The Stars Group told investors that it was in “a transition year” during the company’s earnings call to present results for Q2 of 2018.
CEO Rafi Ashkenazi certainly has his plate full. His statement on the results of PokerStars‘ parent company gave an indication of the size of the landscape on which he is focused:
“The Stars Group’s quarterly results reflect both continued organic growth within our International business and the contributions of our Australian acquisitions. We continued enhancing our products and user experience across all verticals and executing on our cross-selling strategy.”
The continued emergence of our sports betting and casino offerings and the addition of our 2018 acquisitions have transformed our business and greatly enhanced the foundation and diversity of our consolidated revenue base, which will now be nearly equally split among verticals and roughly 75 percent locally regulated or taxed.”
“We are now focused on the next stage of our transformation—integration.”
The Q2 2018 results, web presentation and management discussion can be found here
As for poker, revenues yet again showed an increase compared with last year. Poker revenues for the quarter came in at $217 million compared to $203 million in 2017, a 6.9 percent increase.
A little more than half of that gain was the result of currency fluctuations, but the underlying business still increased by 3.8 percent.
This seems impressive given the headwinds the company has had to face in the online poker market: “the cessation of operations in Australia in September 2017 and Colombia in July 2017, and continued negative operating conditions in Poland due to certain prior regulatory changes in that jurisdiction.”
The growth in spite of these conditions was achieved as the result of:
The Stars Rewards program came in for more attention during the earnings call. Players can expect yet more changes as the company focuses rewards more heavily on net-depositing players and in particular those whom PokerStars defines as “high-value.”
Stars explained that this would have a negative impact on two of their KPIs:
“The Stars Group anticipates that these and future planned improvements, despite an expected overall decrease in volume of gameplay and total deposit balances held by high-volume, net-withdrawing players, will create a more attractive environment and experience for recreational players, allowing them to play longer on its platforms and engage in its various product offerings.”
Stars said that the money saved by providing lower rewards to less profitable high volume players, also described as “poker ecosystem improvements,” has been “reinvested” in:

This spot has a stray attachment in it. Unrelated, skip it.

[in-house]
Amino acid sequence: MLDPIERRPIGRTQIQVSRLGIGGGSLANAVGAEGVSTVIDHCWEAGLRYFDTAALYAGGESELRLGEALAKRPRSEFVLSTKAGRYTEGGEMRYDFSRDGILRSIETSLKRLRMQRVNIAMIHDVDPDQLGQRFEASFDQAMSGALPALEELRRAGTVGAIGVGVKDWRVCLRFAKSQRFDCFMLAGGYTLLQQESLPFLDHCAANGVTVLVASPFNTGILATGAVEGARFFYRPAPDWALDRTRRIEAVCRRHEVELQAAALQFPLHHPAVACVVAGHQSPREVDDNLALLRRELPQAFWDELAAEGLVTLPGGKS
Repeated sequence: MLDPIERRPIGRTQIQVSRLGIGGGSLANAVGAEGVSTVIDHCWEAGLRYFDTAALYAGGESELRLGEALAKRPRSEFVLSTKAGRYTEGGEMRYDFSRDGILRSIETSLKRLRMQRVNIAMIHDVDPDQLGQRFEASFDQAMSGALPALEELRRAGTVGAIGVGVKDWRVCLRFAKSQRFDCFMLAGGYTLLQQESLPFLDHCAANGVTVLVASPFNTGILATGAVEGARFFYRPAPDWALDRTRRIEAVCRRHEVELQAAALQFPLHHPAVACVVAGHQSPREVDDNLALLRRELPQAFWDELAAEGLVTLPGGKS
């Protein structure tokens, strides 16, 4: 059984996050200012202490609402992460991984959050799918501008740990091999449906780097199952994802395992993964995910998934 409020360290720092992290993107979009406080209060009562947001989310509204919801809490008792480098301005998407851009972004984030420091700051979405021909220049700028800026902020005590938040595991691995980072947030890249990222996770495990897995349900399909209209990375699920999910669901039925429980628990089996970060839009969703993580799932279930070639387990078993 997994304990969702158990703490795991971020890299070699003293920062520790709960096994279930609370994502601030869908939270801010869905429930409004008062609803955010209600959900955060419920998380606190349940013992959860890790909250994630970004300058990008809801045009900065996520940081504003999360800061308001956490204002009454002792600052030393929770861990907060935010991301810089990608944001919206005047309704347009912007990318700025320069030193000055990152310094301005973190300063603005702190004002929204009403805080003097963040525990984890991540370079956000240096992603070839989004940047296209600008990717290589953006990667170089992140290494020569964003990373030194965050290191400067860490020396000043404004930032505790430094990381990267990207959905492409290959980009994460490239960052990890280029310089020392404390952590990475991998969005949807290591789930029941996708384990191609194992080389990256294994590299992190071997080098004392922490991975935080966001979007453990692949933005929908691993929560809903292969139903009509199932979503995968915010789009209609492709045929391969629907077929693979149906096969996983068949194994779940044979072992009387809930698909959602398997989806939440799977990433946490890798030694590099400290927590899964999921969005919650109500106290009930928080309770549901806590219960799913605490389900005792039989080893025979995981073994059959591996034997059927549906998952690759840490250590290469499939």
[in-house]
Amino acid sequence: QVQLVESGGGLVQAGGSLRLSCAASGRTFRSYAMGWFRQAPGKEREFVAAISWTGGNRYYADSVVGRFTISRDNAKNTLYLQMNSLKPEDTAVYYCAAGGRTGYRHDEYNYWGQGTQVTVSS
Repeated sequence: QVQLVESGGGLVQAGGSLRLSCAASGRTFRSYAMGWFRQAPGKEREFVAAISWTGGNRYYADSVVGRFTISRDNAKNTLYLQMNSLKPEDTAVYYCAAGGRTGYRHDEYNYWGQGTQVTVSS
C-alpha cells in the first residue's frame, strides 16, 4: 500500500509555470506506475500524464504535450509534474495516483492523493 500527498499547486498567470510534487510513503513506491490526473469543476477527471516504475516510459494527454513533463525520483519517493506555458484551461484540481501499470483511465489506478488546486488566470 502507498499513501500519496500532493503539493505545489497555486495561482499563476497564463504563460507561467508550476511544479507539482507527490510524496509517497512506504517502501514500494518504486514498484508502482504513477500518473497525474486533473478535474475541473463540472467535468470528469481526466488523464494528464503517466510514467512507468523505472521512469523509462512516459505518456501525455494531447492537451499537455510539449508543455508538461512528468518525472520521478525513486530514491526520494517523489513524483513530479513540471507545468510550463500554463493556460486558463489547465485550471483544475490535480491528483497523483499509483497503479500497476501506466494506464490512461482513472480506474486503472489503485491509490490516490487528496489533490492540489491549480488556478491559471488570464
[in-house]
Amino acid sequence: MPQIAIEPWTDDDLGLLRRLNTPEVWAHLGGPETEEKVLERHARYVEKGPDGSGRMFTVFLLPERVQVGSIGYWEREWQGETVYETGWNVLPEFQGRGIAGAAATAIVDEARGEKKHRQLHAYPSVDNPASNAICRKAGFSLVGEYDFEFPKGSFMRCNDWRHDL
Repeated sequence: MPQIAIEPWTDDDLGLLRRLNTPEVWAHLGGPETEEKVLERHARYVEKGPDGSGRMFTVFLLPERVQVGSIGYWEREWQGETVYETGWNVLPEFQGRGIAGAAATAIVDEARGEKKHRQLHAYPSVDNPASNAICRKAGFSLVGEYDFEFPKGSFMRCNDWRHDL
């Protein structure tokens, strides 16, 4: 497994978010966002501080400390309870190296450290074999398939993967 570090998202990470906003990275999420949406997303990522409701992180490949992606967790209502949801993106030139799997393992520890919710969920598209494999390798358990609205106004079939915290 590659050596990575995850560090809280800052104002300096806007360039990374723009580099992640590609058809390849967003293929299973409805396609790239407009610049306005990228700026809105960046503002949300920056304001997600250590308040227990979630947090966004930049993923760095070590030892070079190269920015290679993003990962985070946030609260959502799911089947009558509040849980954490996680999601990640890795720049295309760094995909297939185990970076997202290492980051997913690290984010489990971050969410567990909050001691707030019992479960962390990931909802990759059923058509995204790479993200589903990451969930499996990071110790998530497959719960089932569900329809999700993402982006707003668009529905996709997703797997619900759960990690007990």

“Under the partnership, The Stars Group will provide customers in Pennsylvania an all-inclusive, engaging experience by offering its popular poker, casino (including slots and tables) and sports wagering products.”
This is the first confirmation that PokerStars will be launching in Pennsylvania.
Responding to a question during the earnings call, Stars said that it expected to be up and running some time in Q1 2019, but no specific schedule has yet been set out.
Ashkenazi particularly likes the possibilities in the Pennsylvania market, because like New Jersey, the company will be able to deploy all three of its key products; online poker, casino and sports betting.
Of course, the Mount Airy deal has been driven as much by sports betting as by online poker. Ashkenazi went into more detail during the investor presentation about what Stars thinks of the opportunity and how it expects to take advantage.
Ashenazi confirmed that the group was talking to individual casinos, “multi-state” casino groups and also potential media partners.
The possibility of partnering with a media company is not listed on the slide, and looks to be one of the most interesting new things to come out of this earnings call.
Stars has bought Sky Betting and Gaming (SBG). The deal completed on July 10, and simply awaits approval from the UK’s Competition and Markets Authority (CMA) before work can begin on integrating the two companies.
The UK-based SBG was a subsidiary of the satellite broadcaster Sky, and there remains a strong commercial relationship between the two.
The combination of a gambling operator and media company is unusual, but the gambling related programming going out on Sky is very positive for SBG, and similarly SBG offers Sky sports viewers the opportunity to enhance their enjoyment of sports events by wagering on them. Sky also carries SBG poker programming
The potential for a similar synergy exists in the US. And the Stars Group is the only online gambling partner that has this experience in its management team—or will have after CMA gives its approval for the acquisition.
State regulated sports betting is turning out to be a real game changer in the US online gambling industry. The concept of Stars using its SBG expertise to do a deal with a major US sports media company is one of the ways in which US bettors may get visibility of the scale of the change.
Other key information to be released today, and financial highlights were:
In the first couple of hours of trading following the earnings call the company’s share price fell by around 10 percent. Investors, despite all of the potential opportunities, appear to have been less than impressed by the results.